Denying and ignoring is a mistake. A grievous mistake. A mistake that could leave your suffering body in an ICU indefinitely exposed to indignities and pain. A mistake that could change your legacy from one you’ve spent a lifetime building to one that haunts your loved ones with memories of tubes, monitors, alarms, and nothing that even resembles peace. A mistake that could permanently divide the people you love most while you are paralyzed to repair that rift. A grievous mistake, indeed.
National Healthcare Decisions Day is really a marvelous day. It is a day sanctioned for preventing these grievous mistakes and promoting a different outcome. It is a day where all adults, young and old, get to make a list as precious as the one they used to make for Christmas, that details their wants and wishes. It encourages completion of a document that acknowledges the loved of its author and the inevitability of the time it will be needed.
An Advanced Directive is the modern version, the updated and more practical version, of a living will. It is a simple document that doesn’t require an attorney but provides a checklist about some of the most important choices that need to be made in an imminently terminal condition. It only speaks for its author when he or she cant speak for themselves but it is a near “get out of jail (ICU hell) free” pass. Aggressive treatment and life prolonging measures are always the default for all people, despite diagnosis or age, in the absence of the blessing of an advanced directive.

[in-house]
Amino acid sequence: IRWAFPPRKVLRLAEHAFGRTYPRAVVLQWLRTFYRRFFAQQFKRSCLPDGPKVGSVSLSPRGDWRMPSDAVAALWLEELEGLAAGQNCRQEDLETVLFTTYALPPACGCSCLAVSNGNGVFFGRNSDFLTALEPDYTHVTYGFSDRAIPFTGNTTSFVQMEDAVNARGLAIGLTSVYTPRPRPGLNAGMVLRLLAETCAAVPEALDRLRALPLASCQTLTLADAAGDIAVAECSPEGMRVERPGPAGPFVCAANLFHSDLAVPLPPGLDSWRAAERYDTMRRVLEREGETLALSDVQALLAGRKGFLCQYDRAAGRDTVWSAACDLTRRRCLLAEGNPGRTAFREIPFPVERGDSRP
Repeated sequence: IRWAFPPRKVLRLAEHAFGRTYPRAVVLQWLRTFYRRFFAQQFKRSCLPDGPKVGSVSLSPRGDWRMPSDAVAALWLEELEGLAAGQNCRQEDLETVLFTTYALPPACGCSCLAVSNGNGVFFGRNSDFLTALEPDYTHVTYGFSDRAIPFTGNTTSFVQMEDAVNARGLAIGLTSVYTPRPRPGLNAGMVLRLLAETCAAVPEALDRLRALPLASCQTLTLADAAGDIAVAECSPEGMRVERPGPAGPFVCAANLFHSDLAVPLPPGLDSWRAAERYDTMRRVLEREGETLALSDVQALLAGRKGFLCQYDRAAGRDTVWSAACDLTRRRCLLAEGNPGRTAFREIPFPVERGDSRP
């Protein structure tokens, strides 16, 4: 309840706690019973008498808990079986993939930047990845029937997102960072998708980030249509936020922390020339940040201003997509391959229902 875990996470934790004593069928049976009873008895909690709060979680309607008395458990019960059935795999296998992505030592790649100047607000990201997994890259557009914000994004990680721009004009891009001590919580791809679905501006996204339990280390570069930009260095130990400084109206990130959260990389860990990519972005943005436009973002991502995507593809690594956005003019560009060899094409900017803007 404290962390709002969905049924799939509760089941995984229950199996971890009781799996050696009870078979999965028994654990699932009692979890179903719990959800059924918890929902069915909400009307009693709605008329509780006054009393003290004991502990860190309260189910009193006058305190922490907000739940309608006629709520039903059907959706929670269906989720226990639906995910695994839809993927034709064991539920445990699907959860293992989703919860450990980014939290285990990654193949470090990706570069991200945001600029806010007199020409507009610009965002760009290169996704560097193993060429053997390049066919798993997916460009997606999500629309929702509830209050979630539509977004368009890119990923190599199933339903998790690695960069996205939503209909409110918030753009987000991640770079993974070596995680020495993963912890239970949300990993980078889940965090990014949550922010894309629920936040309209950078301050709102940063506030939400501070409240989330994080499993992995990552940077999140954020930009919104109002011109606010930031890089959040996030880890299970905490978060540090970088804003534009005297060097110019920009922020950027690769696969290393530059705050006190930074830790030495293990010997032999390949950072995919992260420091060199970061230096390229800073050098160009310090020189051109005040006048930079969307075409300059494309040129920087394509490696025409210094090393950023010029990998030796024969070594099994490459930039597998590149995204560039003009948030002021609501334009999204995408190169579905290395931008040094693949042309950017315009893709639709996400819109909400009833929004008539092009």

So as I drove home today, thinking about National Healthcare Decisions Day, I prepared this plea. And then an Advanced Directive in the mainstream media came before me and I could have cried with its demonstration of bravery. Things had a way of working themselves out, despite my control tendencies.
WASHINGTON (Reuters) - Barbara Bush, the wife of former U.S. President George H.W. Bush, is in “failing health” and has decided to no longer seek medical treatment, the office of the ex-president said in a statement from Houston on Sunday.